The acropolis of Mycenae, built in a naturally fortified position, in the northeastern part of the Argolic plain, is one of the few cities of Greek prehistory that was never forgotten. According to mythology, Mycenae was founded by Perseus, son of Zeus and Danae, who led the first royal dynasty of Mycenae. The Pelopidas dynasty followed, with Atreus as the first ruler, whose son and successor was Agamemnon, the "king of men" who led all the Greeks in the war against Troy. The tragic fate that the gods reserved for the generation of Atreides inspired the great ancient Greek poets, while the echo of the Mycenaean era of heroes and kings continues to this day to be a source of inspiration and creation for all forms of art.
Mycenae has been inhabited since the Neolithic and Proto-Helladic periods (3000-2000 BC), as the few but indicative findings testify. In the Middle Helladic era (2000-1600 BC) an extensive cemetery was established on the western side of the hill which includes Burial Circles A and B with the royal tombs as well as numerous pit and box-shaped tombs. Mycenae reached the height of their prosperity during the Late Helladic Era (1600-1100 BC) and gave their name to Europe's first brilliant civilization.
About a hundred years after the fall of Troy, political and economic decline brought the city of Mycenae withering, which continued to exist as a settlement in the Geometric and Archaic years until it was captured and destroyed by the Argives in 467 BC. The last glimpse of Mycenae dates back to Hellenistic times (3rd century BC-1st century AD), when a new wall was built in the lower city, a theater, a temple, an aqueduct and laboratory facilities inside and outside the acropolis . Unfortunately, however, few remains were preserved until the time when Strabo first, and Pausanias much later visited Mycenae to get to know the place where the brilliant Mycenaean civilization flourished.
The interest in Mycenae revived again in the 17th and 18th centuries when travelers from all over Europe rushed to browse the remnants of Greek history and record the treasures and monuments of Greece. The excavations carried out in 1876 by H. Schliemann at the site, bringing to light the royal tombs of Cycle A, with the masterpiece art objects, opened the chapter of the modern history of Mycenae and paved the way for the systematic excavation research at the site from Archaeological Society, the British School of Archeology and the Archaeological Survey, which continues to this day.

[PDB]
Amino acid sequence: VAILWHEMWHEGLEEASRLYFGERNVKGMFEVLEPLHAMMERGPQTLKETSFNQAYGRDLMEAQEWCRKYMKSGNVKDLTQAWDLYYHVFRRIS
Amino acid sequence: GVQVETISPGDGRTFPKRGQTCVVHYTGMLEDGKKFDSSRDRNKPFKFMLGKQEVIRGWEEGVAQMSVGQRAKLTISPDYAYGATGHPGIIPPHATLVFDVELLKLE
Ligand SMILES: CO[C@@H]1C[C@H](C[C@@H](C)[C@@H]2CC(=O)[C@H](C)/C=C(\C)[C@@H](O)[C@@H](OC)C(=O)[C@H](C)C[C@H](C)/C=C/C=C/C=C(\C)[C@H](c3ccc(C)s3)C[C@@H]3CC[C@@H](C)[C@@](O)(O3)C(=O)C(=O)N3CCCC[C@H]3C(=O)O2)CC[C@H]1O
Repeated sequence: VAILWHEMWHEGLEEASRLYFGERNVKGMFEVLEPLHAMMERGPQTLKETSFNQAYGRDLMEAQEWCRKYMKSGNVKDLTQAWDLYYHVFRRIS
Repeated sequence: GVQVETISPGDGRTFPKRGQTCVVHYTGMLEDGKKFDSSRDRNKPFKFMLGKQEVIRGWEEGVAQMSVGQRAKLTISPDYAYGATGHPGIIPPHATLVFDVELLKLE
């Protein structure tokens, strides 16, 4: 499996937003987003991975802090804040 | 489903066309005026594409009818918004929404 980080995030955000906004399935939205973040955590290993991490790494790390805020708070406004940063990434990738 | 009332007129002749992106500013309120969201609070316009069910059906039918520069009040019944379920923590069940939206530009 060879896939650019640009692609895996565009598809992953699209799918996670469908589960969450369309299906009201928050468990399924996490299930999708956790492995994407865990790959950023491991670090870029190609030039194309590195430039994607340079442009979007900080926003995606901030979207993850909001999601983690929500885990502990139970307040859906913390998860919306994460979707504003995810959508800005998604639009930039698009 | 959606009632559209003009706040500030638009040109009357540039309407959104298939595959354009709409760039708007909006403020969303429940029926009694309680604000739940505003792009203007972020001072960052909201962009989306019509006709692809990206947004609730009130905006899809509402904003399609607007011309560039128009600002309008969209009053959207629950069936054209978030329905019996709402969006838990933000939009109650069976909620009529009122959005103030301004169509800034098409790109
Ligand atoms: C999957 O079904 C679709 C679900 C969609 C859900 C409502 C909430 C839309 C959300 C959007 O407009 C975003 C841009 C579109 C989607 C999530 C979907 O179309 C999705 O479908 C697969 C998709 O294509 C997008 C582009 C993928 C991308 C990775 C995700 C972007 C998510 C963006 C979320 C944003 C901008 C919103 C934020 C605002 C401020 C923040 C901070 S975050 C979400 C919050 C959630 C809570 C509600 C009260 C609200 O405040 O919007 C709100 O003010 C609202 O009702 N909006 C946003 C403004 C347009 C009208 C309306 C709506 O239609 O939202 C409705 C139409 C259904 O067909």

What impresses the visitor at first sight today are the cyclopean walls which surround the acropolis almost on its entire perimeter and for the construction of which, according to tradition, the mythical Cyclops were recruited. These monumental works that exceed 13m in height. and 8m wide, were built in three successive phases from the middle of the 14th century until 1230 BC. about.
The main entrance to the acropolis is the famous Lion Gate, built in 1250 BC. about. The famous relief of lions that decorates the triangle above the gate's ridge is the oldest example of monumental sculpture in Europe.
The second gate of the citadel is located in its northern part.
On the western slope of the hill of the acropolis is Burial Circle A, the cemetery of the first rulers of Mycenae, dating from the middle of the 16th century BC. Six vertical pit-shaped royal tombs were found here with a total of 19 burials accompanied by unique and valuable finds, most of which are currently on display in the National Archaeological Museum of Athens.
The slope of the hill that extends south of Burial Circle A is occupied by building complexes of the 13th and 12th centuries BC, the most important of which are the so-called Religious Center, with the residences of the priests and places of worship, where the most important frescoes were found of Mycenae and the unique idols of human figures and snakes.
At the top of the citadel, dominates the residence of the anakta and the royal family.
Monuments representative of prehistoric and historical times are scattered in a radius of 1 kilometer around the perimeter of the acropolis. These are burial complexes, residential complexes, workshops, roads, bridges and quarries from the Mycenaean era, but also sanctuaries from the Archaic and Hellenistic times, which bear witness to the continuous habitation of the wider area from prehistoric times to Hellenistic times.
Among the most important monuments outside the acropolis is the Burial Circle B which is located west of the walled settlement. It contains 25 tombs, most of which belong to the type of vertical pit tombs, a type characteristic of early Mycenaean burial architecture.
The vaulted tomb of Atreus is undoubtedly the most brilliant and best-preserved example of a vaulted tomb found at Mycenae. It is dated between 1350-1250 BC.
The multitude of monuments and finds rank Mycenae as one of the most important treasures of our cultural heritage and are the most important testimony to the achievements of a civilization that was built on a strictly bureaucratic system of control and management of the economy and social organization, setting the bases for the creation of the city-states that developed in the Greek area during historical times.
Even today, the acropolis of Mycenae dominates the Argolic plain projecting the surviving cyclopean walls as eternal witnesses of its glorious past. The capital of Agamemnon and Clytemnestra, the homeland of Orestes and Iphigenia, Mycenae, unveils the veil of myth to thousands of visitors every day and takes them on a journey to the beginnings of Greek civilization.
Editor: Fotini Anastasopoulou